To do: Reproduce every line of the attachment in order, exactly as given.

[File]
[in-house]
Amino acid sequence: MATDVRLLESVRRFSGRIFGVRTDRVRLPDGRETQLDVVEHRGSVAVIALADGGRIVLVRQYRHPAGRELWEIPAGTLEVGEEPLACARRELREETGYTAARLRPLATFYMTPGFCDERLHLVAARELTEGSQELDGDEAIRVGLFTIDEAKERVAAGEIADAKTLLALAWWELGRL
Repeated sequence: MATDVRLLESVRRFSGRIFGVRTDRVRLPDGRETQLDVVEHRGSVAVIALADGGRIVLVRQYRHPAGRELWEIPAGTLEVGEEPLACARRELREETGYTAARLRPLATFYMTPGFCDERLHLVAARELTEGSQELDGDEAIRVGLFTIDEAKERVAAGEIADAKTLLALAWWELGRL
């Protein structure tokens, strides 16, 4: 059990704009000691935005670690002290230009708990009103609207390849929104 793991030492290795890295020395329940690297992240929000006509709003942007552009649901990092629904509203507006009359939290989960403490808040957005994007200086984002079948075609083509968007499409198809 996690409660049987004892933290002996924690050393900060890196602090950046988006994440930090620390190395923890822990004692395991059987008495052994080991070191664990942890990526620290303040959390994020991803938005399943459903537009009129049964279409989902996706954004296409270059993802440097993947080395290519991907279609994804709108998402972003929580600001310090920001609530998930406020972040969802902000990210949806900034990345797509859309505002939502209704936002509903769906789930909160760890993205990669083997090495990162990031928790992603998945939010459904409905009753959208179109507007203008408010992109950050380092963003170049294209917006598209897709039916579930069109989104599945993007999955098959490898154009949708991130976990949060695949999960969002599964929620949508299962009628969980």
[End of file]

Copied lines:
[in-house]
Amino acid sequence: MATDVRLLESVRRFSGRIFGVRTDRVRLPDGRETQLDVVEHRGSVAVIALADGGRIVLVRQYRHPAGRELWEIPAGTLEVGEEPLACARRELREETGYTAARLRPLATFYMTPGFCDERLHLVAARELTEGSQELDGDEAIRVGLFTIDEAKERVAAGEIADAKTLLALAWWELGRL
Repeated sequence: MATDVRLLESVRRFSGRIFGVRTDRVRLPDGRETQLDVVEHRGSVAVIALADGGRIVLVRQYRHPAGRELWEIPAGTLEVGEEPLACARRELREETGYTAARLRPLATFYMTPGFCDERLHLVAARELTEGSQELDGDEAIRVGLFTIDEAKERVAAGEIADAKTLLALAWWELGRL
């Protein structure tokens, strides 16, 4: 059990704009000691935005670690002290230009708990009103609207390849929104 793991030492290795890295020395329940690297992240929000006509709003942007552009649901990092629904509203507006009359939290989960403490808040957005994007200086984002079948075609083509968007499409198809 996690409660049987004892933290002996924690050393900060890196602090950046988006994440930090620390190395923890822990004692395991059987008495052994080991070191664990942890990526620290303040959390994020991803938005399943459903537009009129049964279409989902996706954004296409270059993802440097993947080395290519991907279609994804709108998402972003929580600001310090920001609530998930406020972040969802902000990210949806900034990345797509859309505002939502209704936002509903769906789930909160760890993205990669083997090495990162990031928790992603998945939010459904409905009753959208179109507007203008408010992109950050380092963003170049294209917006598209897709039916579930069109989104599945993007999955098959490898154009949708991130976990949060695949999960969002599964929620949508299962009628969980």